Any situation that is beyond your competence may still benefit from your input, to a degree. For example, you can use your clinical skills to take a history, make an examination to reach a preliminary assessment, and give an indication of the likely differential diagnosis. You can also suggest options for the management of the situation pending arrival of support. In the unlikely event that legal proceedings follow, members would be entitled to apply for assistance, no matter which country the legal proceedings are commenced in. when assisting at sporting events, the medicolegal risks remain the same as any other clinical encounter. Be sure to work within the limits of your competence, ensure good communication with and make sure you document any treatment given or decisions made. Domhnall macAuley, primary care editor of the BMJ, sums up the role of the medical volunteer: “like many of the backroom staff, their success is measured in how little you see of them.”1 You should be prepared and well-equipped to help immediately in those rare instances that you are needed.

Case study

Dr Lisa Cunningham is an orthopaedic sho at university hospital Galway, with BsTem (Basic specialty Training of emergency medicine).

The intern experience “mayo v Fermanagh National League match 2007. I’ll never forget it. It was my first prehospital cardiac arrest save. And Mayo won. I am part of the Order of Malta Ambulance Corps (OMAC), a pre-hospital voluntary organisation that covers duties such as football matches, festivals and concerts. On that day in question, I was a fourth year medical student, but cardiac responder trained with OMAC, and therefore had indemnity cover with them. The call came through on the radio, just as Ronan McGarrity caught a lovely highball midfield: a man in his 50s had collapsed in the stands and help was needed. The patient had suffered a cardiac arrest and the chain of survival was put into action. He was defibrillated and there was return of spontaneous circulation, followed by the patient vomiting on my friend’s uniform – the best feeling I’ve ever had. The patient is now living an active and healthy life as a result. That life-saving scenario made a huge impact on us all. It gave us confidence in our training. It made me even more determined to pursue a career in Emergency Medicine.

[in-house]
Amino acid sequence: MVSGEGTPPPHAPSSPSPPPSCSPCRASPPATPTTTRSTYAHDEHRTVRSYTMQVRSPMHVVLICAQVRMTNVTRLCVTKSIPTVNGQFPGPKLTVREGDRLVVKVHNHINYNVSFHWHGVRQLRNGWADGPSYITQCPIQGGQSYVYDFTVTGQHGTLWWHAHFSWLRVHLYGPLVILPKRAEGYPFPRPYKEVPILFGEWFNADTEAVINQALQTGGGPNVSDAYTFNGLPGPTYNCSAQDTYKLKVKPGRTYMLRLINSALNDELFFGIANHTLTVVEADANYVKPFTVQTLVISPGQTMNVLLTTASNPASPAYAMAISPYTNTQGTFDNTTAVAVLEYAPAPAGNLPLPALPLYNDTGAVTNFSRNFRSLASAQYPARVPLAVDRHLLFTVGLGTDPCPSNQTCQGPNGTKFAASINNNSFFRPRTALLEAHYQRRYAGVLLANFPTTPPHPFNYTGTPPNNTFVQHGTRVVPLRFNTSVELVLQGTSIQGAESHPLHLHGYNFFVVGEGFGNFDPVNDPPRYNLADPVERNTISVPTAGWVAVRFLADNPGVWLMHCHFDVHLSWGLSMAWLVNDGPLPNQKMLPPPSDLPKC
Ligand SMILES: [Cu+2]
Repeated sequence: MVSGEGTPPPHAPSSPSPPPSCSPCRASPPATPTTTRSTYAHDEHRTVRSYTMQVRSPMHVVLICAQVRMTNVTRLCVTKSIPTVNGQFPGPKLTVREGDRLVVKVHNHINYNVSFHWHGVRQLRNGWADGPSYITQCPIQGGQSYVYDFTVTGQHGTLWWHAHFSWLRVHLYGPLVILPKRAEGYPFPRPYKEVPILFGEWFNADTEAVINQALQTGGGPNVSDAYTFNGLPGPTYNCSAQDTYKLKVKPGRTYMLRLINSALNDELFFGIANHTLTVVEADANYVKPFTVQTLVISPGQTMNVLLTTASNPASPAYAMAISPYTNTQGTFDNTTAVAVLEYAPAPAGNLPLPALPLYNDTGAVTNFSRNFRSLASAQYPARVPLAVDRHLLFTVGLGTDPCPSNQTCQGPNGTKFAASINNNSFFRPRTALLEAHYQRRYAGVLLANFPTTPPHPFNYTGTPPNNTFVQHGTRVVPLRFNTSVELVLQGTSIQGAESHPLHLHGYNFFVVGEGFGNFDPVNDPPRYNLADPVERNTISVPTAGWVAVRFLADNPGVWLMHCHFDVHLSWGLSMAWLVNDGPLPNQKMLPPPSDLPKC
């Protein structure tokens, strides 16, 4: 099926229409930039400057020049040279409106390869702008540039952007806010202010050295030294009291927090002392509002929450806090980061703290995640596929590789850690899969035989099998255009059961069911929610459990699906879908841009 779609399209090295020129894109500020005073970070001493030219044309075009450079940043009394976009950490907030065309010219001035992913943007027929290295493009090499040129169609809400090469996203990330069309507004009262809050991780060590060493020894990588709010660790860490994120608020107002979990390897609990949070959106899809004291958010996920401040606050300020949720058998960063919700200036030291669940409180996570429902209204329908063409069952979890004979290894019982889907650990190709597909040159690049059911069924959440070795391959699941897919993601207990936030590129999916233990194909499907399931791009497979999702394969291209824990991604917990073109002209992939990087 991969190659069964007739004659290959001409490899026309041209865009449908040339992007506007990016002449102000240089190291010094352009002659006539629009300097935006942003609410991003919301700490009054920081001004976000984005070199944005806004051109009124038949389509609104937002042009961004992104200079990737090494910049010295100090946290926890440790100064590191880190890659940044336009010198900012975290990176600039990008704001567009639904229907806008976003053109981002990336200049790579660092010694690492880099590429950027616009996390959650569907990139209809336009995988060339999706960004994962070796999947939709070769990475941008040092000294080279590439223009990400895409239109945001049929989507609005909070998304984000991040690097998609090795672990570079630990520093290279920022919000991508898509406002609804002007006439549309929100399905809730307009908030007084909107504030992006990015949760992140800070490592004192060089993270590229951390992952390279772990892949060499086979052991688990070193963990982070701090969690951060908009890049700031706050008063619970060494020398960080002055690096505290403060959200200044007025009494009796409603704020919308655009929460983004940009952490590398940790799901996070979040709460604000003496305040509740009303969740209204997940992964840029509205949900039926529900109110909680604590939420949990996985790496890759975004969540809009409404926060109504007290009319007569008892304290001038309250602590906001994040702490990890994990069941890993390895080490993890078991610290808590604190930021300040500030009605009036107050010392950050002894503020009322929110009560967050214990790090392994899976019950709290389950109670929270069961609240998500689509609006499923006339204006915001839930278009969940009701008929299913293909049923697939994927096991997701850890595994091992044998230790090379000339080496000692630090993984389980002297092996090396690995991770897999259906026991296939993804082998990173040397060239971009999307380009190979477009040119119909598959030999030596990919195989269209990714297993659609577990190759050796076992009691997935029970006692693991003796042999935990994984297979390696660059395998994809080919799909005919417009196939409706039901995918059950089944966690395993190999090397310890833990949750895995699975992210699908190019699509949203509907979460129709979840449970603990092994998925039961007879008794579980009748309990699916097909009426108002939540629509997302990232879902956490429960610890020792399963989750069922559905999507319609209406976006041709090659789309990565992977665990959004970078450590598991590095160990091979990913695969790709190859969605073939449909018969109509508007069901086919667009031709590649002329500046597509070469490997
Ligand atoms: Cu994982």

When I qualified, I remained an active member of OMAC, although they could not insure me as a doctor for my pre-hospital duties. With OMAC, you are going out of your way to find emergency situations. Being a doctor in such an emergency situation can often lead to increased expectations from the public in terms of your scope of practice and their expected outcomes. As an intern, you might have only been qualified for a few months, but sometimes the image the public see is one of you performing open-heart surgery at the side of the road.

So, what was next? I embarked on the Basic Specialty Training of Emergency Medicine (BSTEM). Indemnity is highlighted in the Irish Medical Council’s section on trainee divisions. It outlines that we are only allowed to practise in our clinical setting stated on our registration certificate. I have had numerous discussions with my superiors in relation to pre-hospital indemnity. The question I always ask myself is – at such an early stage in my career, is it worth the worry of advertising myself as a doctor and actually inviting pre-hospital emergencies which I may not be able to deal with and for which I have no indemnity?

For now, I will be content with actively enjoying the social outings and training with my group of friends in OMAC, but not on an official duty basis!” 
Further information

For an account of cases that have been brought to court in relation to good Samaritan acts and the special circumstances for duty to intervene see: Report of the Civil law and reform of Good Samaritans and Volunteers www.lawreform.ie